Performing arts union Equity has been fighting to restore professional opportunities and funding alongside youth services. But the council has cut out the union and community at every turn.

The threat of protest got us talks in late June. The council then broke them off and dismissed our demands.

Equity’s first protest on 28 August pushed the mayor to reopen discussions. But the hostile attitude to the union was sadly evident again.

Mayor Rokhsana Fiaz unilaterally excluded one of Equity’s delegation – a parent representing a learning-disabled Equity member whose theatre company was displaced by the eviction. There was little engagement with the union’s core proposals.

But the council did commit to a schedule for further discussions – on issues including funding and rehoming displaced groups. It broke this promise.

The deadline for bids to run the new centre is 18 October. Equity had no choice but to call a second protest for Saturday 16 October.

In the context of our campaign, the council has put in writing more explicit commitments to “attracting and facilitating professional performances and other cultural activity in the building.” However, it is still offering unrealistic funding.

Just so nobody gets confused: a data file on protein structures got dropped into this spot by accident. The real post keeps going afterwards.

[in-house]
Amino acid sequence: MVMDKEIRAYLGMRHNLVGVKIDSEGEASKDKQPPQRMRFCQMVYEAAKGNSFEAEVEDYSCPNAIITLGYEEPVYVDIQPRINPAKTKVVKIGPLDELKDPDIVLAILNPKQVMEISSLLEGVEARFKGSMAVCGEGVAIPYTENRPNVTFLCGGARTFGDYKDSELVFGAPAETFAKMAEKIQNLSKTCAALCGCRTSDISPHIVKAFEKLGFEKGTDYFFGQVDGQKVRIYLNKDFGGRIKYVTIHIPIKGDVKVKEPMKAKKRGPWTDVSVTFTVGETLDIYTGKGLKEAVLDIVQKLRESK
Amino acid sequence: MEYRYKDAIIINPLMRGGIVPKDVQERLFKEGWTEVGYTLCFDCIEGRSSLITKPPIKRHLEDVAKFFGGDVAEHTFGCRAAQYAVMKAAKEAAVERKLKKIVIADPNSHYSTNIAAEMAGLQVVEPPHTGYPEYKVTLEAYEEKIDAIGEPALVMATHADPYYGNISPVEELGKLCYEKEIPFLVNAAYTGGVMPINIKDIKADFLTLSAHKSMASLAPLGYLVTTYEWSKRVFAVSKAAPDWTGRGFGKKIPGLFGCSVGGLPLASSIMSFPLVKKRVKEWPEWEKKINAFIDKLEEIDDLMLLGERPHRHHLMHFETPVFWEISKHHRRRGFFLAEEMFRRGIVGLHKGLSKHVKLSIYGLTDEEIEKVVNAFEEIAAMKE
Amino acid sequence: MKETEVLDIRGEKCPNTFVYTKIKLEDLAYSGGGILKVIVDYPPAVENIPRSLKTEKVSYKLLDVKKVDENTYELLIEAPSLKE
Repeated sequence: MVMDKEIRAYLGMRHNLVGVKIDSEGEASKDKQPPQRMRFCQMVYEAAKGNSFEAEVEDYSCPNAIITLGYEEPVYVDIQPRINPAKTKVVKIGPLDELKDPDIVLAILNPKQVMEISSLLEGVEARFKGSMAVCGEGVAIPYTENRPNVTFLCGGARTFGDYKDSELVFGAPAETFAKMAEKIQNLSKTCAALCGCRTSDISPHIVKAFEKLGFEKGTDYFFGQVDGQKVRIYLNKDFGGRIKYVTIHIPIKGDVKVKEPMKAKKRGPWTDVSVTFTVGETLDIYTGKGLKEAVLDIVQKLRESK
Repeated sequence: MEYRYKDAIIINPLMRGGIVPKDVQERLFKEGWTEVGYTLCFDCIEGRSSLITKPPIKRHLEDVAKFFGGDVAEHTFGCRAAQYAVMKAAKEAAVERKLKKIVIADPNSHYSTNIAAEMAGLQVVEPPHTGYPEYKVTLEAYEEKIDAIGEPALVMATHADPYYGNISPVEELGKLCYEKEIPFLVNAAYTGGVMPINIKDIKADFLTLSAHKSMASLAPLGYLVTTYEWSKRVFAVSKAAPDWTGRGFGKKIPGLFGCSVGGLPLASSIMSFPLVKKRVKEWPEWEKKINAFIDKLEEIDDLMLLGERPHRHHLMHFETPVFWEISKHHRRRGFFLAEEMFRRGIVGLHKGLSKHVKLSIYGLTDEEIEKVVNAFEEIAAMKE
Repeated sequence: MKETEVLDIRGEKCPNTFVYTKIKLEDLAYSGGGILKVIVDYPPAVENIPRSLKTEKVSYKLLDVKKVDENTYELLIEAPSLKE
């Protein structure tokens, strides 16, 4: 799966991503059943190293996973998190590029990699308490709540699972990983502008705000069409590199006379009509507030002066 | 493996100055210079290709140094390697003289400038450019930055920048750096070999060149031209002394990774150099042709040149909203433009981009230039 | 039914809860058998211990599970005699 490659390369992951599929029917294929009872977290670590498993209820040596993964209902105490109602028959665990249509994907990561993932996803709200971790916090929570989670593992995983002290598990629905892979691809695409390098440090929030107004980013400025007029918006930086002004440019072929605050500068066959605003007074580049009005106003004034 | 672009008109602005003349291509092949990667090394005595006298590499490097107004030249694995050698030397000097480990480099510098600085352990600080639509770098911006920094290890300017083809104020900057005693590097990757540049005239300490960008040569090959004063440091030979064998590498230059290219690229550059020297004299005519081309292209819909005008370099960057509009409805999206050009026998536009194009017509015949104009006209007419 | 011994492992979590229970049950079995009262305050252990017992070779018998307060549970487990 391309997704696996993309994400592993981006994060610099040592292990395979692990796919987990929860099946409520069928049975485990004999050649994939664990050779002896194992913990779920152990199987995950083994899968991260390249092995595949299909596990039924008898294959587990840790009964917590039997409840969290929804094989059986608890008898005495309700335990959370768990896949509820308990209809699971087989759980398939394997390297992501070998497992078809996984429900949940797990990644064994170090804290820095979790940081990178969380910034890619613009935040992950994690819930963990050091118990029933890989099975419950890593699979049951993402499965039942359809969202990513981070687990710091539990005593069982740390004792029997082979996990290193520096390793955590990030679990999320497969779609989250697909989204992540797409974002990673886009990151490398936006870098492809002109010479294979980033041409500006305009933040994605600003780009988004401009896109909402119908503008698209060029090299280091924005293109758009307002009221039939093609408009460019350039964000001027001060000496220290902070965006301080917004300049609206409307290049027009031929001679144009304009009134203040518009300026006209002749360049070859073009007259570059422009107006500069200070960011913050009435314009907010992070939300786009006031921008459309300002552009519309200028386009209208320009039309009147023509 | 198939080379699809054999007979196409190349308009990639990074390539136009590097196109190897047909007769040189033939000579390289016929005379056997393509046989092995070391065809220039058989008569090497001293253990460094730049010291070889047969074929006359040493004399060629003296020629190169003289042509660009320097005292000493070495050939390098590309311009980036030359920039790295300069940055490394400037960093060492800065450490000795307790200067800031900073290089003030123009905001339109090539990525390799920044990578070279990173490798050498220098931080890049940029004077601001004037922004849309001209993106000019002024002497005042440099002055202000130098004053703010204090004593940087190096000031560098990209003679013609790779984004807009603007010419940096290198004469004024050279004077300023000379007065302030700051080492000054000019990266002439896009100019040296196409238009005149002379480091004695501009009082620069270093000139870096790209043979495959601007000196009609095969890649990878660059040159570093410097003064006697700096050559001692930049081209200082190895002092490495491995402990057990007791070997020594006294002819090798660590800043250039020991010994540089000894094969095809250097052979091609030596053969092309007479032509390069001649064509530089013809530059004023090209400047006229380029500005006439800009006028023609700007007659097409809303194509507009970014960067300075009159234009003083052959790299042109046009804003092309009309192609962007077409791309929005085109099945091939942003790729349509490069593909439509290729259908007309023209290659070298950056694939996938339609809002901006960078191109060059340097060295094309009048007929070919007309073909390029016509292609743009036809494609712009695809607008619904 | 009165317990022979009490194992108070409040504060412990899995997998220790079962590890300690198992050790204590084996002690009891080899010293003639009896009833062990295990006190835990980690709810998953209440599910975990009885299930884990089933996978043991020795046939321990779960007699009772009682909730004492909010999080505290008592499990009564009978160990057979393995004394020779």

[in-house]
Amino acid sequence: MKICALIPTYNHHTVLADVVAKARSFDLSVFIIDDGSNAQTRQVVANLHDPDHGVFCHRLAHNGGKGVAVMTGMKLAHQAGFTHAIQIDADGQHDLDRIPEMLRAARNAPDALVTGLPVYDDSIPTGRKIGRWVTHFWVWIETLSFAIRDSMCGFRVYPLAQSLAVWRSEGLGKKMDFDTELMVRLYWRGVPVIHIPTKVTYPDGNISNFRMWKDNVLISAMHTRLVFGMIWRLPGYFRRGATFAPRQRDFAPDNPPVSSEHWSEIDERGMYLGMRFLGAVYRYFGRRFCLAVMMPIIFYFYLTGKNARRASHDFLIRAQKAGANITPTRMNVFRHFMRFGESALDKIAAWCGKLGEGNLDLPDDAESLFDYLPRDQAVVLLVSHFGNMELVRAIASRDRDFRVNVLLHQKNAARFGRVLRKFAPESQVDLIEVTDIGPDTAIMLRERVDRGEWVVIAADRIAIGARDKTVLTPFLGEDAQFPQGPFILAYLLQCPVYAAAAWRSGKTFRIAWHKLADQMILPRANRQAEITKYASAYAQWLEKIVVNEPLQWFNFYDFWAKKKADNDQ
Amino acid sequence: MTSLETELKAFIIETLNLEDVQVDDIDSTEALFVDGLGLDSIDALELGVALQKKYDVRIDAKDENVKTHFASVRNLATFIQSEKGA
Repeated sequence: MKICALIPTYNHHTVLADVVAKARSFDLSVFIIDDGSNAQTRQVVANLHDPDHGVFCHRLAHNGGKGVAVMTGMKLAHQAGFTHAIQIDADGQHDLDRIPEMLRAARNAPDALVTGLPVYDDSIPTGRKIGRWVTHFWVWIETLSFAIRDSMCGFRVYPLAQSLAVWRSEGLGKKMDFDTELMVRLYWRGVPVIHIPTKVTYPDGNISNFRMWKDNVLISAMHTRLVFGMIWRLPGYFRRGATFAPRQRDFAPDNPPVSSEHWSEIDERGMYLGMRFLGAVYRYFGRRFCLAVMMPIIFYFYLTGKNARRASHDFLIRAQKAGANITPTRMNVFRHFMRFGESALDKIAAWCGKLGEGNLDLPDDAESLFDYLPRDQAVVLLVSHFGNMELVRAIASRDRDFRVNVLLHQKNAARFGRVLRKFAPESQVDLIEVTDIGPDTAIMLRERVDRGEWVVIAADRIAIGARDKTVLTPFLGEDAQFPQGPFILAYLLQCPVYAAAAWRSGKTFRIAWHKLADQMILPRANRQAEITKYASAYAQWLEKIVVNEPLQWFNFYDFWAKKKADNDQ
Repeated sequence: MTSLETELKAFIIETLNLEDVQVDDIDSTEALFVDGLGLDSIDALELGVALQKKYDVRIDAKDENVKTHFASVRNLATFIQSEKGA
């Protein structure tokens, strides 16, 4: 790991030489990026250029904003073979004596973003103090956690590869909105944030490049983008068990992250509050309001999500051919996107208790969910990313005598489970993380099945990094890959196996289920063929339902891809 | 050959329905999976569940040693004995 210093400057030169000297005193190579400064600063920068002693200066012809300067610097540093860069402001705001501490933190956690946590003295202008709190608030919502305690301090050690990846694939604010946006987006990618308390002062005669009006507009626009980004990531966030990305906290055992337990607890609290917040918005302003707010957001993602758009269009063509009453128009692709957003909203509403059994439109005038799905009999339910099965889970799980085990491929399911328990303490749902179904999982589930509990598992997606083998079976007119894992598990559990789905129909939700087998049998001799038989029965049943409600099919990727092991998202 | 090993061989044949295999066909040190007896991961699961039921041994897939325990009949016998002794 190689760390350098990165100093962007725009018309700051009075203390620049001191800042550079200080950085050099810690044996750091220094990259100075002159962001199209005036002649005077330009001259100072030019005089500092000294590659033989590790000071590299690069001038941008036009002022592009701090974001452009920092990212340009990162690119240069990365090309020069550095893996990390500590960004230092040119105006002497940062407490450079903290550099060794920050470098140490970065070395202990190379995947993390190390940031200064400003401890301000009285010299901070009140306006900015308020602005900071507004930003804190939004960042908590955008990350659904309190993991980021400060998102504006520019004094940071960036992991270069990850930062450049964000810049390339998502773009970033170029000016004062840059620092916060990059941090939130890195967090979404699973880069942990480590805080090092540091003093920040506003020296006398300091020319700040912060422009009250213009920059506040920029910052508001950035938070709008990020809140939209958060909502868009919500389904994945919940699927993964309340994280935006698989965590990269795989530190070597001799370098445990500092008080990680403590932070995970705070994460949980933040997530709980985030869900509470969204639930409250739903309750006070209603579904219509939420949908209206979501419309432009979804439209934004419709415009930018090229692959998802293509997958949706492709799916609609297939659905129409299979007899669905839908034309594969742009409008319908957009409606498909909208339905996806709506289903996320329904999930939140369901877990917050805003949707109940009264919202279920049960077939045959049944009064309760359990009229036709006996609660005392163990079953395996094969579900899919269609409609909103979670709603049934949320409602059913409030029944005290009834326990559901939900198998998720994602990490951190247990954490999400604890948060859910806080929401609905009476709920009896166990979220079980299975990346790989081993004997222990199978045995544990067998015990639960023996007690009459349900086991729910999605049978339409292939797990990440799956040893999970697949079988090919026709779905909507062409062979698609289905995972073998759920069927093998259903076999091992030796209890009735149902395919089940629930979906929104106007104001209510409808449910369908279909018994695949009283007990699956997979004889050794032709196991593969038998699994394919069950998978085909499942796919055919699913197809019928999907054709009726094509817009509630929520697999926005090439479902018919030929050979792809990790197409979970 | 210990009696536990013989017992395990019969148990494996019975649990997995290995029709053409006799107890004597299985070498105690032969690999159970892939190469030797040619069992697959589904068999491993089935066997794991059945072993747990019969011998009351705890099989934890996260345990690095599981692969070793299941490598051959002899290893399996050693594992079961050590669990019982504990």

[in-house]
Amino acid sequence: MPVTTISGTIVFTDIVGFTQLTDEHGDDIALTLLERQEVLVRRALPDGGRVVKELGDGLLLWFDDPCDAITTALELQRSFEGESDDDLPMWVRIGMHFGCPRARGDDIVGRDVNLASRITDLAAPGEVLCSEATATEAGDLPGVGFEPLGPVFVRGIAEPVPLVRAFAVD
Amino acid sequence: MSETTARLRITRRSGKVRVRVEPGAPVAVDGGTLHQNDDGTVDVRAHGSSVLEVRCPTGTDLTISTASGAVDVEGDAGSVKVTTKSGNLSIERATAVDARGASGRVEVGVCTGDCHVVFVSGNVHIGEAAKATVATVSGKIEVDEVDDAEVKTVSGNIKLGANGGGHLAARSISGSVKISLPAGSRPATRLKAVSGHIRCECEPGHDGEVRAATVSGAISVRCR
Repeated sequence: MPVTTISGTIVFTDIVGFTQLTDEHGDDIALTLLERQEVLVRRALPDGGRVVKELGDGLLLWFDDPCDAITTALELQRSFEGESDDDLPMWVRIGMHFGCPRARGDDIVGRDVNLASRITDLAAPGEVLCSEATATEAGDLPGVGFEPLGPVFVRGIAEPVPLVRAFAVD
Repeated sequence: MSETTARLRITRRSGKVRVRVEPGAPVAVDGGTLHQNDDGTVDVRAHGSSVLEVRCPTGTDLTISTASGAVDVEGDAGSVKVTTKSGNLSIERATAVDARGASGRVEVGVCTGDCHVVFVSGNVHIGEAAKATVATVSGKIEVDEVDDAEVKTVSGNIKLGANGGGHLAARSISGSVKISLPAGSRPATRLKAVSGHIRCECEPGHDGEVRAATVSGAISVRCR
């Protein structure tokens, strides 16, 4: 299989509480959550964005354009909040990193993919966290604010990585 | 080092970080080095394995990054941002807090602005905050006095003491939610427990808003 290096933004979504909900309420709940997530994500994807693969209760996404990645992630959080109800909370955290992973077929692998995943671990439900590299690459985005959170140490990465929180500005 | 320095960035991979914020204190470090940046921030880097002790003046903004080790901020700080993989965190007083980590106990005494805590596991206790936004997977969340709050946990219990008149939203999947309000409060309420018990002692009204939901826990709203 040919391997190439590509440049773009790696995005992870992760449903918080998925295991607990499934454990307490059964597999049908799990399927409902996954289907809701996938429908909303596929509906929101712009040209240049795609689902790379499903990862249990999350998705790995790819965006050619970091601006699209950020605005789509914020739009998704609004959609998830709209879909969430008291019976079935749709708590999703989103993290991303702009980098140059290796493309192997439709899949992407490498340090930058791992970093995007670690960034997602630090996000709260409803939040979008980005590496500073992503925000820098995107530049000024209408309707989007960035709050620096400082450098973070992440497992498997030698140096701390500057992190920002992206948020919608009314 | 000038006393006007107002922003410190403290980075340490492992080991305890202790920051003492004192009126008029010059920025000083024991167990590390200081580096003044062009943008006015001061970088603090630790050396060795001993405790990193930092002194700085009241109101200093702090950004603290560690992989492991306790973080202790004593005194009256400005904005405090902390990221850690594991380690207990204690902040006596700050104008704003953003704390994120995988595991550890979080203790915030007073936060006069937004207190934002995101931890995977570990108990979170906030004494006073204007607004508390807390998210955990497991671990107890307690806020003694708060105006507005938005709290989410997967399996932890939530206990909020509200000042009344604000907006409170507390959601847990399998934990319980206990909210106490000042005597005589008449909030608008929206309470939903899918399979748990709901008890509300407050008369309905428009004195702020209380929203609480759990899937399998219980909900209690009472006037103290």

Far from replacing the national grant, Newham Council is only offering £270,000 – and really this is just for youth services. The council is asking bidders to supply a further £190,000.

Even this is a ‘maximum’ which could fall in future years. Never mind the council subsidising the arts – this could mean the arts subsidising the council!

Equity still maintains that a total budget of £1 million – including subsidy and sales revenue – is what the centre needs. But as a minimum, we demand the council commit to funding the full £460,000 value of the current contract, and reviewing with a view to increase in future.

Newham Council has £616 million in usable reserves. It should draw on these to end austerity now, and lead a campaign to win more funding from central government.

And it must stop ignoring Equity’s proposal for a democratic conference of the local arts organisations, unions and working-class community to set Newham’s cultural agenda.

  • March: Save Stratford Circus!
  • Saturday 16 October, assemble 1pm
  • Outside Stratford Circus, Theatre Square, London E15 1BN

Equity protest to save arts centre forces talks from Newham Council

10TH SEPTEMBER 2021

by James Ivens, East London Socialist Party and Equity North and East London (personal capacity)

Equity’s protest to save theatre jobs at Stratford Circus arts centre was a big success. Around 50 joined a determined and positive rally on Saturday 28 August in Newham’s historic Theatre Square.